Summer is the season for security conferences, and one hot topic making news is the (in)security of smartphones. In recent weeks it has been revealed that many applications in the Android Market are in reality trojans that are used to steal personal data off your phone. Some examples of this are several wallpaper applications stealing data from Android phones and sending it to servers in China, Kaspersky Lab's recent outing of an Android app that silently sends txt's to premium numbers, and the BBC showing how easy it is to create and distribute rogue smartphone apps (I'm not sure why the BBC is doing security research).
When the iPhone app store launched, critics immediately (and continue) to slam the market as being closed, and praised Android's open app market. Steve Jobs said one of the reasons for the closed nature of the iPhone app store is security (although one would be hard pressed to not see the major business advantage Apple has gained though their closed marketplace).
Open or closed, the fact remains that Apple reviews the source code of each application that is submitted for sale though the iPhone app store, a thing that has largely shielded iPhone users from trojan apps. There is no entity charged with code review for Android, and the fallout is inexperienced users mistakenly putting their data at risk. This blind installation of applications from unknown sources is the same problem that turned Windows into an cesspool of malware.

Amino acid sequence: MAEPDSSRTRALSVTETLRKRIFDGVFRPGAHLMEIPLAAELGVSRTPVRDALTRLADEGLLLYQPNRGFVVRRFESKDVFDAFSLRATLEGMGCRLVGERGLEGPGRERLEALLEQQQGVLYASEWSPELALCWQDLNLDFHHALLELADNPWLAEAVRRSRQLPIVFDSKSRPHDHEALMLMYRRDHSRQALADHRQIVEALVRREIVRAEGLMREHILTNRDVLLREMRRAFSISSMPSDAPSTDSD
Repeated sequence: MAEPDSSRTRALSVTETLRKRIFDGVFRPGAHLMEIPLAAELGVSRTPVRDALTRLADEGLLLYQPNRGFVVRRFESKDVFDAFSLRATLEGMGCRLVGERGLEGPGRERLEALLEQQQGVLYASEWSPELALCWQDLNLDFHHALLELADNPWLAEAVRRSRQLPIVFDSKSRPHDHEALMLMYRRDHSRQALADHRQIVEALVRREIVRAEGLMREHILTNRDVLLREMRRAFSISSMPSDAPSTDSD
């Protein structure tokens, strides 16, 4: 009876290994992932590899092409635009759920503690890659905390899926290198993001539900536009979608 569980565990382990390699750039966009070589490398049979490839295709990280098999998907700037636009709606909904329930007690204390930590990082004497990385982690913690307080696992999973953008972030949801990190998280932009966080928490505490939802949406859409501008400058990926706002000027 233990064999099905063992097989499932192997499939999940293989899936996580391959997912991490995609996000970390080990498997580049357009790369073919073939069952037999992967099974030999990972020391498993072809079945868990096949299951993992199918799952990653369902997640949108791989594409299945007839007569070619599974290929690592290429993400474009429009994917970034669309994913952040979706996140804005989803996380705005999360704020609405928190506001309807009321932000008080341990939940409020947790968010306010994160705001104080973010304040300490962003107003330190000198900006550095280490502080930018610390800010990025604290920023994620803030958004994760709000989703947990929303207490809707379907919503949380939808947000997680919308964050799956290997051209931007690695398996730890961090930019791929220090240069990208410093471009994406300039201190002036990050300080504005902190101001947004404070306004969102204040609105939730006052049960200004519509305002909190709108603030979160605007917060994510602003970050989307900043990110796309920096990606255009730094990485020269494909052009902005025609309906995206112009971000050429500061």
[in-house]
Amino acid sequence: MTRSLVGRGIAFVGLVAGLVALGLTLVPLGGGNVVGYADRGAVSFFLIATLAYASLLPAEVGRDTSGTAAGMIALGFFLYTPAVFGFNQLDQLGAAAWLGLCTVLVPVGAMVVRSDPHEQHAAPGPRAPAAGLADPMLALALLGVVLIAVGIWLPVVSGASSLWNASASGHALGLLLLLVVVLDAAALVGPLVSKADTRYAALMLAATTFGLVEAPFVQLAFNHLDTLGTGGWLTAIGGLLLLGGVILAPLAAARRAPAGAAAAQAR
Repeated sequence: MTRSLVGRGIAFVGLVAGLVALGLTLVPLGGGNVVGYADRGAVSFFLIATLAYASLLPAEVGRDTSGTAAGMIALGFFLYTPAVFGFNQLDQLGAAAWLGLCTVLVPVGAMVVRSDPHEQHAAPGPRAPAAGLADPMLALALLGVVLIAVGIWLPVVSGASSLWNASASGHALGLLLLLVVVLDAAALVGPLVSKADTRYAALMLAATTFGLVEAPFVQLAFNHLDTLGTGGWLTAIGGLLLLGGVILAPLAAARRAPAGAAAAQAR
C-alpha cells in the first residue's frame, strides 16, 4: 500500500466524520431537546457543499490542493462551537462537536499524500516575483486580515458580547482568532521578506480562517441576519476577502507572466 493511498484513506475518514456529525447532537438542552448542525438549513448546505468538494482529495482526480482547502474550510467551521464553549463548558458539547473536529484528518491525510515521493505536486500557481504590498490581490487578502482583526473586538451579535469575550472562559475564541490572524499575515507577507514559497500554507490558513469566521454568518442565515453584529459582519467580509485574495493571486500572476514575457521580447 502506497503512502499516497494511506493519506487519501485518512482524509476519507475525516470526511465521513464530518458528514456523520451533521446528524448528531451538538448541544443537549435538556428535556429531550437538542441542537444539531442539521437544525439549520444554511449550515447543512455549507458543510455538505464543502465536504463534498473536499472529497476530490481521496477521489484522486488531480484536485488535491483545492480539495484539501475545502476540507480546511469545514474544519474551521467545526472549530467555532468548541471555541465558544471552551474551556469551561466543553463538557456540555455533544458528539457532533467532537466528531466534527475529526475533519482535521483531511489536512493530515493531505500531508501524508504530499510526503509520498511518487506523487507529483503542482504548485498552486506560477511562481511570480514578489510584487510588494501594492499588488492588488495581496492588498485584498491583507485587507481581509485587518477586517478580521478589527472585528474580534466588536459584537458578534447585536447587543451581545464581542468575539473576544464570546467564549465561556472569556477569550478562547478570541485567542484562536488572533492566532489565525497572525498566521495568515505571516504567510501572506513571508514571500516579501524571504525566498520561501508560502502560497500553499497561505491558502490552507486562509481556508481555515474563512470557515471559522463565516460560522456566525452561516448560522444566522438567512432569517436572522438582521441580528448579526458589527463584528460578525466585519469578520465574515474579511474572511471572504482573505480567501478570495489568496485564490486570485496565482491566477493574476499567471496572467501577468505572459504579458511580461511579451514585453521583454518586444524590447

What's the solution? Should Google could start reviewing all Android app code? This would be a step in the right direction, but there is a better solution that has existed for decades, Free and Open Source Software. By opening the source for all smartphone apps, it gives the world a chance to review what that app may or may not be doing. With more eyes reviewing potential vulnerabilities, or blatant attempts to steal user data, there would be a drop in smartphone malware.
Of course, I don't expect every non-technical user to start poring over thousands of lines of code before downloading an app, but someone out there will, and all users benefit from this review. Android's open marketplace is a great thing, and by opening things one step further we will see a safer and more robust smartphone experience.
Posted: Aug 11, 2010
Keyword tags: androidiPhonesecurityopen source softwaretrojanssmartphone